He asked if I’d noticed that the trailer was rocking back and forth during my trip and when I told him I had, he told me he thought it was likely due to the remaining steel torquing under the strain. If I had hit a pothole the wrong way, he said, it’s possible my trailer could have gone one way and I would have gone another. We laughed – I thought he was exaggerating a bit. He asked me how I wanted to proceed at this point, and after looking at the rust damage underneath the trailer we agreed that the chassis needed repair as well; it just wouldn’t be safe or smart to neglect. The work would take another couple of days.
Since I was going to be there for an extra couple of days anyway, I wanted to put myself to work. Although most shopkeepers wouldn’t ever let you do this for insurance reasons alone, I asked if I could work beside him underneath the trailer and remove the old foam insulation that coated the now-exposed subfloor, and was gratefully surprised when he agreed. He seemed to respect that I cared about the quality of work that he was going to do and was willing to get my hands dirty.
As a sidebar, the 1969 Airstream (I’m not sure how many other years this applies to) was coated on the underside with spray foam insulation. According to Wikipedia, this product had been used for military purposes starting in the 1940’s, and in 1969 would have been a brand new application to the general public. One problem that wasn’t anticipated at the time – setting aside any green building concerns related to this material – was that it tended to hold onto moisture from rain or snow that would seep in through seams along the body, and hold it against the steel chassis, causing it to rust more than it would otherwise.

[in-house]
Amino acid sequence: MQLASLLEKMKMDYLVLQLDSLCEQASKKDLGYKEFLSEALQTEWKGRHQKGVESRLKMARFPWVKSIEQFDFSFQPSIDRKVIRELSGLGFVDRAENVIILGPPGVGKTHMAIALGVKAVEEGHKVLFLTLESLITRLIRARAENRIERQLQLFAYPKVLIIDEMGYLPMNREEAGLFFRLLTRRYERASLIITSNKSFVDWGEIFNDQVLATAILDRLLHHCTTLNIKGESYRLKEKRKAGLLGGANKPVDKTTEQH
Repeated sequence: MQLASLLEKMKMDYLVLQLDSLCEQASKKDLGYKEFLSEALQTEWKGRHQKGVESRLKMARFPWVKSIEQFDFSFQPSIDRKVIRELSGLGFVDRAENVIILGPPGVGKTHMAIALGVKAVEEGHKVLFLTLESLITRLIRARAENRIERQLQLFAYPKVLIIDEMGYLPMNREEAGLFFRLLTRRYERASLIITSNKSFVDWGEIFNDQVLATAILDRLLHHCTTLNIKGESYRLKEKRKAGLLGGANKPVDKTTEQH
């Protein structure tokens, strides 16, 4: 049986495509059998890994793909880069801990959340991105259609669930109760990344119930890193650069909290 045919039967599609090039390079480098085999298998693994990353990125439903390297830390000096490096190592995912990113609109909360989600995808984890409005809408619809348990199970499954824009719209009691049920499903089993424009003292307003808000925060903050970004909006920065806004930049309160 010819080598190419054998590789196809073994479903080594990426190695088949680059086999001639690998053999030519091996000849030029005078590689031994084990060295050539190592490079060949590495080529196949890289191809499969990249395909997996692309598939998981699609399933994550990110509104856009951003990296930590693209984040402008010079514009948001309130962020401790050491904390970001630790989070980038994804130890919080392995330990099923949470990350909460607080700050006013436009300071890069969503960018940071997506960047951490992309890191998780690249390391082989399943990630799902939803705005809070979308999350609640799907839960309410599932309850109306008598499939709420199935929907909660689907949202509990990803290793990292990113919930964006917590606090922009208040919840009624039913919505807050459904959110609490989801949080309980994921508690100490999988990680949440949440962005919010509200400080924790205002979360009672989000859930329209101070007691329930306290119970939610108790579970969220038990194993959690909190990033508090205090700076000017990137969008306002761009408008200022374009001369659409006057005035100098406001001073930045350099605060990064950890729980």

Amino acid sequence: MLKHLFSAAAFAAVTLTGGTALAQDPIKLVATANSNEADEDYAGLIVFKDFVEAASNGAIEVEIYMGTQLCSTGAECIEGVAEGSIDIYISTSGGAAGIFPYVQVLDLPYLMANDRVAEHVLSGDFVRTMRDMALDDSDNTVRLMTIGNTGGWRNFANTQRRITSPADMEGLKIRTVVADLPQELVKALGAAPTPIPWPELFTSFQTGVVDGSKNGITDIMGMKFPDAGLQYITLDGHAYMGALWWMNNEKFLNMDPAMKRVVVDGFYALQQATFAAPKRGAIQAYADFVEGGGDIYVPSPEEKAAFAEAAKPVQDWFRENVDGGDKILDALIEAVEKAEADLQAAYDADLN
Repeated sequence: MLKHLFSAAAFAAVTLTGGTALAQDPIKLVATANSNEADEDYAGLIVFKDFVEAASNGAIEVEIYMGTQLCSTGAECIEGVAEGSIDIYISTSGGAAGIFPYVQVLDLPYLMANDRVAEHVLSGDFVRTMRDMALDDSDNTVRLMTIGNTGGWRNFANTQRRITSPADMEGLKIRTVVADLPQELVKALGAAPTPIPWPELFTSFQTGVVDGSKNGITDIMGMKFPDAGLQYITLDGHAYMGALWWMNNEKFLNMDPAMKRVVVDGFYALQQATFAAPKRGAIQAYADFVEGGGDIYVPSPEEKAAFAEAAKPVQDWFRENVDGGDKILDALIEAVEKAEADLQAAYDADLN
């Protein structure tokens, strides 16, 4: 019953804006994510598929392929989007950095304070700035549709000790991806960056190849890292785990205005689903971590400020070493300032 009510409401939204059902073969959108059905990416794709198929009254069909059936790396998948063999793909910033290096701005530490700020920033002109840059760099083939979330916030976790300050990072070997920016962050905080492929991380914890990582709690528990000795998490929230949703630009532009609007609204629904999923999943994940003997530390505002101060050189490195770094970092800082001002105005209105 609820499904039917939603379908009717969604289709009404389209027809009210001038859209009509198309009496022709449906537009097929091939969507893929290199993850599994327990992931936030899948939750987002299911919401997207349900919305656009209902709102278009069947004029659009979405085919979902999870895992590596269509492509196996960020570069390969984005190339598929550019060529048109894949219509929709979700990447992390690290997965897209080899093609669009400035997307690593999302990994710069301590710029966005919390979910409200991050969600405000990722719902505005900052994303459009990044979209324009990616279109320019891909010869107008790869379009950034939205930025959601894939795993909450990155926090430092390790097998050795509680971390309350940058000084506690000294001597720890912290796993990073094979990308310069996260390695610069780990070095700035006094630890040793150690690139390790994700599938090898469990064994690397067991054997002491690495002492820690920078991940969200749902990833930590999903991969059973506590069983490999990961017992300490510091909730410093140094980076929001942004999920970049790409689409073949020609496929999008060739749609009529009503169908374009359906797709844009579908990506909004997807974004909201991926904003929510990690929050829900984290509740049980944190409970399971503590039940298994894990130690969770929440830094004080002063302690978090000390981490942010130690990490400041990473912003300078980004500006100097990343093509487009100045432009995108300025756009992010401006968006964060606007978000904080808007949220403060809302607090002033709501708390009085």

Again, since I knew that I’ll want to do a shell-off restoration of the chassis and subfloor in the future, taking off the panels underneath the trailer and removing the old foam would allow me to get a good look at the condition of the chassis to better estimate the work to be done, get the old foam away from the steel, and it would allow me to better protect the trailer from small rodents entering from below. So to remove the belly panels (which I confirmed with pro restorer Colin Hyde could be thrown away as scrap) and get rid of the foam on my own, I knew would save me between $2,000 – $3,000 dollars. As long as I was sinking a couple of days more time and money into the welding, it made sense that I should leverage the opportunity and double the amount of work being done. Time to get down & dirty!
While I spent about a day-and-a-half removing the old spray foam with a crowbar – the old material reminded me of large bath sponges – the welder went to work removing the rusted material, repairing the A-frame, installing a new 2-5/16″ coupler to replace my old 2″, and purchasing new 1/4″ replacement steel channeling. The larger size of the new coupler ended up working in my favor – I’d needed a 2-5/16″ ball to work with my new sway control hitch and hadn’t known it. Meanwhile, I removed about 3 garbage pails full of the foam and put it into the dumpster, getting about half of that work done. Removing the foam made it easier for the welder to move around, too. At the end of the day when I was sweeping up, we were surprised to realize that a colony of ants had made their home in the foam as well – another reason I was happy to get this done now!